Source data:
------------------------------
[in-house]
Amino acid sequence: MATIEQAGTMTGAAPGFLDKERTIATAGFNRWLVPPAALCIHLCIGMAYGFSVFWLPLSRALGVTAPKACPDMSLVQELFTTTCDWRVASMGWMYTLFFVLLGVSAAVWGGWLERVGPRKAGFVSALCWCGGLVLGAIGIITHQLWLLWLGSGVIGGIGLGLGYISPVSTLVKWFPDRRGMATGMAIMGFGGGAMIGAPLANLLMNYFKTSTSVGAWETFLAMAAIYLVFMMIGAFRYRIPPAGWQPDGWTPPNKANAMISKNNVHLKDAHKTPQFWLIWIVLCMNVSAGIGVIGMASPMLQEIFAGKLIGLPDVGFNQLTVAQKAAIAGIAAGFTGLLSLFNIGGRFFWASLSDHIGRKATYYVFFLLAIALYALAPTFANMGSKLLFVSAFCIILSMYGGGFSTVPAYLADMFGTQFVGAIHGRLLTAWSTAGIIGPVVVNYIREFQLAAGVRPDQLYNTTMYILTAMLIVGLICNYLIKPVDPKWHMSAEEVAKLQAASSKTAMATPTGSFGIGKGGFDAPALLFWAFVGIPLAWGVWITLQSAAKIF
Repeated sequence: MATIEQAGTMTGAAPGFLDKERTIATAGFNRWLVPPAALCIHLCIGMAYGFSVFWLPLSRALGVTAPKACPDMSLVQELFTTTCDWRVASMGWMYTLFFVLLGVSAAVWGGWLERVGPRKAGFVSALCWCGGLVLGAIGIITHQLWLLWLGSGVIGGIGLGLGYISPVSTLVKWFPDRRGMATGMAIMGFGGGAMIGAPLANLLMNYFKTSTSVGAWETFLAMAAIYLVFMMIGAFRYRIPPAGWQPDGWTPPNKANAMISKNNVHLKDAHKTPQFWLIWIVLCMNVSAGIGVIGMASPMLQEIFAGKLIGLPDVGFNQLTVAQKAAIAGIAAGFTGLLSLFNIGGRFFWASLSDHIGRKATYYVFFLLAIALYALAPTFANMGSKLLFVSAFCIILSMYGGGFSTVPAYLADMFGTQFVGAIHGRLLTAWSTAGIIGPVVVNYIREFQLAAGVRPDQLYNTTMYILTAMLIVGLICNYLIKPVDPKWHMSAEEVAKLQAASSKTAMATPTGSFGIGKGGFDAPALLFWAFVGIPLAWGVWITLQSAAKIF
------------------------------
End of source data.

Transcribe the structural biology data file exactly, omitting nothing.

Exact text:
[in-house]
Amino acid sequence: MATIEQAGTMTGAAPGFLDKERTIATAGFNRWLVPPAALCIHLCIGMAYGFSVFWLPLSRALGVTAPKACPDMSLVQELFTTTCDWRVASMGWMYTLFFVLLGVSAAVWGGWLERVGPRKAGFVSALCWCGGLVLGAIGIITHQLWLLWLGSGVIGGIGLGLGYISPVSTLVKWFPDRRGMATGMAIMGFGGGAMIGAPLANLLMNYFKTSTSVGAWETFLAMAAIYLVFMMIGAFRYRIPPAGWQPDGWTPPNKANAMISKNNVHLKDAHKTPQFWLIWIVLCMNVSAGIGVIGMASPMLQEIFAGKLIGLPDVGFNQLTVAQKAAIAGIAAGFTGLLSLFNIGGRFFWASLSDHIGRKATYYVFFLLAIALYALAPTFANMGSKLLFVSAFCIILSMYGGGFSTVPAYLADMFGTQFVGAIHGRLLTAWSTAGIIGPVVVNYIREFQLAAGVRPDQLYNTTMYILTAMLIVGLICNYLIKPVDPKWHMSAEEVAKLQAASSKTAMATPTGSFGIGKGGFDAPALLFWAFVGIPLAWGVWITLQSAAKIF
Repeated sequence: MATIEQAGTMTGAAPGFLDKERTIATAGFNRWLVPPAALCIHLCIGMAYGFSVFWLPLSRALGVTAPKACPDMSLVQELFTTTCDWRVASMGWMYTLFFVLLGVSAAVWGGWLERVGPRKAGFVSALCWCGGLVLGAIGIITHQLWLLWLGSGVIGGIGLGLGYISPVSTLVKWFPDRRGMATGMAIMGFGGGAMIGAPLANLLMNYFKTSTSVGAWETFLAMAAIYLVFMMIGAFRYRIPPAGWQPDGWTPPNKANAMISKNNVHLKDAHKTPQFWLIWIVLCMNVSAGIGVIGMASPMLQEIFAGKLIGLPDVGFNQLTVAQKAAIAGIAAGFTGLLSLFNIGGRFFWASLSDHIGRKATYYVFFLLAIALYALAPTFANMGSKLLFVSAFCIILSMYGGGFSTVPAYLADMFGTQFVGAIHGRLLTAWSTAGIIGPVVVNYIREFQLAAGVRPDQLYNTTMYILTAMLIVGLICNYLIKPVDPKWHMSAEEVAKLQAASSKTAMATPTGSFGIGKGGFDAPALLFWAFVGIPLAWGVWITLQSAAKIF